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He looks Latino, sounds British, and has a name no one can pronounce. His neighborhood is even more muddled
When I tell my white friends that I’ve moved from Fairfax-Melrose to Pico-Crenshaw, a couple of things happen. Some make a face, and I have to explain, “Not Crenshaw Crenshaw. It’s Arlington Heights.” Others just look baffled, like this is a first. They try to be polite and say, “Well, at least you’re near the 10.” And then we get to the truth: “Dude, that place is diverse. What’s the matter, you don’t like white people anymore?”
Diverse used to have a positive ring—like melting pot, with its suggestion of warmth and dinner. But so did hipster. Sometimes good words go bad. Now diverse is code for “no white people,” “quotas,” or “don’t leave your valuables in the car.” I take this stuff personally. Because I’m diverse. I have been my entire life.
My parents are Indian, and I grew up in London (which, as cities go, is plenty diverse). By moving to L.A. a decade ago, I added a whole new layer. Now I’m the Mexican-looking guy with the BBC accent and the complicated name. I’m a jumble of stuff, and as it turns out, so is the street I live on.
Fourth Avenue between Pico and Venice is a sparse and sleepy corridor of battered Craftsman homes and small apartment buildings. As soon as I moved in, I figured it could do with some more trees, so I joined the neighborhood council and went door to door suggesting the idea. In one afternoon I met Koreans, Jamaicans, African Americans, Oaxacans, Guatemalans, and Salvadorans. I met the last of the early Japanese community, some doddery Armenians, and a random white mom who makes jam—and these were just the people who came to the door.
It struck me that this unassuming street, the kind you drive through and forget at once, is probably the most diverse I’ve ever lived on. One reason I moved here was because it was central—equidistant from Watts and Westwood, Venice and Silver Lake, Boyle Heights and Beverly Hills—and judging from the ethnicities, it’s as though it has gradually accrued, like a filter, a trace of every major racial current that has passed through.
A model of harmony, however, it is not. Over the next few months I would listen to my neighbors gripe about the parking, the graffiti, and the people who don’t pick up after their dogs. Every now and again I’d glimpse the racial resentment beneath the surface: “He’s black, but he’s a good person.” “Those drunks on the stoop are Mexican. Salvadorans are more cultured.” “You can tell they’re Korean by the way they concrete over the lawn.” “They’re Japanese. They don’t talk to anyone.”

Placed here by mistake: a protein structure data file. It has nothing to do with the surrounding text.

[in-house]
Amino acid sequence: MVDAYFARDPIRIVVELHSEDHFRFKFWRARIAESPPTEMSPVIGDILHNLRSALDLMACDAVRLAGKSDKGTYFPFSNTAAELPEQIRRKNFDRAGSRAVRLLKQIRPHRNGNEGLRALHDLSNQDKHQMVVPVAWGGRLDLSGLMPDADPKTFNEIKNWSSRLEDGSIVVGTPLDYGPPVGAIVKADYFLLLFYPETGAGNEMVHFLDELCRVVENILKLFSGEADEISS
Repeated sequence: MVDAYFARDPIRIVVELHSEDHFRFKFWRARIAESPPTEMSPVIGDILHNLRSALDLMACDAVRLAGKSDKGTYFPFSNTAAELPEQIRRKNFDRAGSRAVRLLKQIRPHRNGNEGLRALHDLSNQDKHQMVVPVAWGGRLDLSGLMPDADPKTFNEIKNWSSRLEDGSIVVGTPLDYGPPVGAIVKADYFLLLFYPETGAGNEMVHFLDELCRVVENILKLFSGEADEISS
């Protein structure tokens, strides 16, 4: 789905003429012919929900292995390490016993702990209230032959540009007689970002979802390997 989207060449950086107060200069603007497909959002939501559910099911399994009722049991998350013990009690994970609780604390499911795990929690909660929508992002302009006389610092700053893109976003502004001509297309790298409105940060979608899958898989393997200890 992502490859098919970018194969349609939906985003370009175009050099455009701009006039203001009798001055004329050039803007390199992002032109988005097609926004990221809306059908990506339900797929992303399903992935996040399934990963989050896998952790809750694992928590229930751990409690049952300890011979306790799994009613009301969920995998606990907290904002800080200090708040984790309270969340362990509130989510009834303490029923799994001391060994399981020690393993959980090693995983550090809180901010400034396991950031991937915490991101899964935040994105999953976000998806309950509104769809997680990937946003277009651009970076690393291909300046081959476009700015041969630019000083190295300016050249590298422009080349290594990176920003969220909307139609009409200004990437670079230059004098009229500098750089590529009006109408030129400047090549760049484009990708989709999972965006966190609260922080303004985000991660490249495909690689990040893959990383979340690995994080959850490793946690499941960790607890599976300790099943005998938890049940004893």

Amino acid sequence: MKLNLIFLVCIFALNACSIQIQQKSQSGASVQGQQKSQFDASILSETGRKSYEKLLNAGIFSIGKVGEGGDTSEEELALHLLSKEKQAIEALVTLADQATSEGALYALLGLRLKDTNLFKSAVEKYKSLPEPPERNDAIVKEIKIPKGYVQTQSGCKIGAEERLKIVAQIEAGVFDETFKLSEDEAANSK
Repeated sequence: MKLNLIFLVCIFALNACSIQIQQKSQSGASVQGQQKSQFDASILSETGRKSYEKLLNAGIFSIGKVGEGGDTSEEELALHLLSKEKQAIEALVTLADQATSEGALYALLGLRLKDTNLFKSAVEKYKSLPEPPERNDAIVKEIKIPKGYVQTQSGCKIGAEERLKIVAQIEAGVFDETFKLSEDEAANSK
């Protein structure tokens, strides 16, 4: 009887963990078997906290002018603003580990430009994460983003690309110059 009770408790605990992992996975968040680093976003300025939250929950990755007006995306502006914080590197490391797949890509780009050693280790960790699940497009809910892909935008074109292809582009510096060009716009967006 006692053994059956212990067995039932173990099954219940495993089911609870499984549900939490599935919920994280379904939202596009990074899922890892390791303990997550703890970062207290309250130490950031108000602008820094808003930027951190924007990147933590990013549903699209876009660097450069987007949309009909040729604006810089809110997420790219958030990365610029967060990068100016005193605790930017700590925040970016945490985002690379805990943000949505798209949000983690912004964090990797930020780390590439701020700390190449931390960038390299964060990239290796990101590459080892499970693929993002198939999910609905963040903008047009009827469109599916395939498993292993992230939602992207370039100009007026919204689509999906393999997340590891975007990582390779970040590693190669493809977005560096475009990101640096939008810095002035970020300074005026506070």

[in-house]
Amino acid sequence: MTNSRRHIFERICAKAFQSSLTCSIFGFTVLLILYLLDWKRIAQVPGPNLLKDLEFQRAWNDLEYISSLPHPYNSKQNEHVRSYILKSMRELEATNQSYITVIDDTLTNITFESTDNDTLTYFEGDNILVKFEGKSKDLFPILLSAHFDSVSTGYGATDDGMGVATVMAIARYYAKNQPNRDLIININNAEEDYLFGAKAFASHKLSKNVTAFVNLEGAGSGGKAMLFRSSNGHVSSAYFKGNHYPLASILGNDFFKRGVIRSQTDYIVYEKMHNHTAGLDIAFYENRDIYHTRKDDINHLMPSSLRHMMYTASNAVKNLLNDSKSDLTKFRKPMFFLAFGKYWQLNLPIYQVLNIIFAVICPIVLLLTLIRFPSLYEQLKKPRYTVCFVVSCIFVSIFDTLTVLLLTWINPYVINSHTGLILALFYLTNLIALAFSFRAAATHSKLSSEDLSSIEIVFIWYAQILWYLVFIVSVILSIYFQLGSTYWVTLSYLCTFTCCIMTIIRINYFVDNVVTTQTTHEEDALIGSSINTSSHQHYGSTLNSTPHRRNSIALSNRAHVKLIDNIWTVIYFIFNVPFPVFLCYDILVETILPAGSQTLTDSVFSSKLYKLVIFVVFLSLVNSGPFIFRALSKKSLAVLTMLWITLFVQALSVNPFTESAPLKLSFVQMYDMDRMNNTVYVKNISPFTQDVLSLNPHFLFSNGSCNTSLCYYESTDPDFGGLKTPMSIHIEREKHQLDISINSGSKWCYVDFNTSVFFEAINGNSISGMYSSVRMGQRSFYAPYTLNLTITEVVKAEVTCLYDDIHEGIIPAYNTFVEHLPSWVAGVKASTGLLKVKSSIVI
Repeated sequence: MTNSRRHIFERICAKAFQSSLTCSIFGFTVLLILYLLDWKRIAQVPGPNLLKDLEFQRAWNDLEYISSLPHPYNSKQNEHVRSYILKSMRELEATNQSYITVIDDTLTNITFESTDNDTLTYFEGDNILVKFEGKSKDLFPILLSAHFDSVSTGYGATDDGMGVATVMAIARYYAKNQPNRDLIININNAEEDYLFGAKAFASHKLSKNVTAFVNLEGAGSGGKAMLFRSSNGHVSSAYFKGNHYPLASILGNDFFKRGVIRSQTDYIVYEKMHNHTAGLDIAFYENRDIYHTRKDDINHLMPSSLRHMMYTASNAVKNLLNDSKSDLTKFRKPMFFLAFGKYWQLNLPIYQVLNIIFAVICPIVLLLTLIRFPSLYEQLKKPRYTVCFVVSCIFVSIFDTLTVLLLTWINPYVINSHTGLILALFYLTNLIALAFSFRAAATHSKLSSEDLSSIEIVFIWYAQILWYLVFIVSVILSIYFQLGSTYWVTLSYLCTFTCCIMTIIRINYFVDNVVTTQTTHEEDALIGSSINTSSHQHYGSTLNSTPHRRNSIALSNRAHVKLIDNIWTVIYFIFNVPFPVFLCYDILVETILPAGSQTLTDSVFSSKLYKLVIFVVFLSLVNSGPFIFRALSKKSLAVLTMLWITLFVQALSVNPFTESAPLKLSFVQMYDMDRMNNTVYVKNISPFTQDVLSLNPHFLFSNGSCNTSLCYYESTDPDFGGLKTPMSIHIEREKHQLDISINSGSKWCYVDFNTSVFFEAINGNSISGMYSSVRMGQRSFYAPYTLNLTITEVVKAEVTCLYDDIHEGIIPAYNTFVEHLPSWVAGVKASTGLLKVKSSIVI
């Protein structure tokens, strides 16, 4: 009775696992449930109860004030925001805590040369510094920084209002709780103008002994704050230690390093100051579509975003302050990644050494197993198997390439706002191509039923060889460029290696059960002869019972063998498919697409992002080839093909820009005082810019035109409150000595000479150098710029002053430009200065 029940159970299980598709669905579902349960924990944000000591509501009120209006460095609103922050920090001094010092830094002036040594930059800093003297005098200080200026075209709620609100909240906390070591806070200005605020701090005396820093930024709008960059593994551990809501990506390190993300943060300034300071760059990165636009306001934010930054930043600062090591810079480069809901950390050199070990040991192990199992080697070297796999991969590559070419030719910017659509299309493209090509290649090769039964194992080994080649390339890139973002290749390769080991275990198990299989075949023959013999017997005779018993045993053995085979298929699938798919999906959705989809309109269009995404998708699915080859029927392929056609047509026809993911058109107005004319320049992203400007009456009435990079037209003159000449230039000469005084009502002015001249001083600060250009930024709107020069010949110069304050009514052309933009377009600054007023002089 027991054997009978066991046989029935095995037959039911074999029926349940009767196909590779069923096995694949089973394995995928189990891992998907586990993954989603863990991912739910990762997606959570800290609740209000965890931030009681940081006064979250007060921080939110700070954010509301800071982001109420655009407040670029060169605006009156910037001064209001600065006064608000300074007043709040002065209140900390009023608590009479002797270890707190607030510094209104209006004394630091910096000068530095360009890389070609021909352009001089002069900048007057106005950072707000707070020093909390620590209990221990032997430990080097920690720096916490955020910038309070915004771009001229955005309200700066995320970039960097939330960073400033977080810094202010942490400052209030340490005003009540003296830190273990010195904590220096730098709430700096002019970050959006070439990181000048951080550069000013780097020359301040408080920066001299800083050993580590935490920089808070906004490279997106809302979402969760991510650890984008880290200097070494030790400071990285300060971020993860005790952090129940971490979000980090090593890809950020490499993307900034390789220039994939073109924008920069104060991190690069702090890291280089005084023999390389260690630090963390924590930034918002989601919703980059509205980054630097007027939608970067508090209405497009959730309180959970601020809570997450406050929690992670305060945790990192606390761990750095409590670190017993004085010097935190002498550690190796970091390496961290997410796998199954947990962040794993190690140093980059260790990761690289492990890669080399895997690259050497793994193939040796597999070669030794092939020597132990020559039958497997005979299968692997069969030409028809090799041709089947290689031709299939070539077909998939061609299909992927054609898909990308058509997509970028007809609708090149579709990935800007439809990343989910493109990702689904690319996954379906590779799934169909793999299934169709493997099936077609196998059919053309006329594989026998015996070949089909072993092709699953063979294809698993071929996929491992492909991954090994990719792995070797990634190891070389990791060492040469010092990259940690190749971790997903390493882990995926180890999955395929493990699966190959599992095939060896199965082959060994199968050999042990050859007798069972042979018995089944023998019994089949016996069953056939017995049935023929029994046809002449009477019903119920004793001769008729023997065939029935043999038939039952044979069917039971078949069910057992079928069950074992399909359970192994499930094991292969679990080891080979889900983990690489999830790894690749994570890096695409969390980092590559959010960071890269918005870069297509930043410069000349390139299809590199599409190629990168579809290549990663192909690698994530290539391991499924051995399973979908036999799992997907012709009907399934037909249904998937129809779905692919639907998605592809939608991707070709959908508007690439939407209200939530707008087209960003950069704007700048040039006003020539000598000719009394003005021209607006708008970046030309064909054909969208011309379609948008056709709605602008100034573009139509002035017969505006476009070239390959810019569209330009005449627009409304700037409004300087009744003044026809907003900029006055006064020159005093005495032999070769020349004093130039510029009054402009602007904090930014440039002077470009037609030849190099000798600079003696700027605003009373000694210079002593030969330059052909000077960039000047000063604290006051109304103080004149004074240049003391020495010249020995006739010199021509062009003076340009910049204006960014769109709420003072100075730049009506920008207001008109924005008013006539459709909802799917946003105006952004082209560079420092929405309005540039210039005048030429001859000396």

Maybe they told me these things because I was safe—a new face and potential ally on the council who didn’t fit into any of the local tribes (there aren’t many Indians in Arlington Heights). Maybe it was the accent. In England my accent might expose me as a Londoner, vaguely middle class; in America it’s a mask—a flattering one, but a mask nonetheless. It bestows intelligence and charm, and women seem to like it, but it also preserves my strangeness and distance.
Whatever the reason, I’ve learned that for all of 4th Avenue’s apparent diversity, there isn’t much actual mixing. The neighbors hardly know one another, and many couldn’t talk to one another if they tried—at least a third of the people living on the street speak no English at all. It’s the story of L.A. writ small. In ethnic terms the city has long been known as a collection of enclaves, adjacent but separate. Apparently that model prevails even in a “diverse” neighborhood like mine.
In London the ethnicities seemed less segregated and more of a soup. We were Londoners first and in it together—we shared the same burdens, like the weather and the public transportation system. Forgive me—I’m doing the expat thing and getting all misty-eyed about the old country, as though those London riots last year never happened. But somehow the alienation here in L.A. feels more pronounced.
That said, I do have a list of scribbled numbers and names. People might not like their neighbors all that much, but they do like trees.
Sanjiv Bhattacharya is the author of Secrets & Wives: The Hidden World of Mormon Polygamy (Soft Skull Press).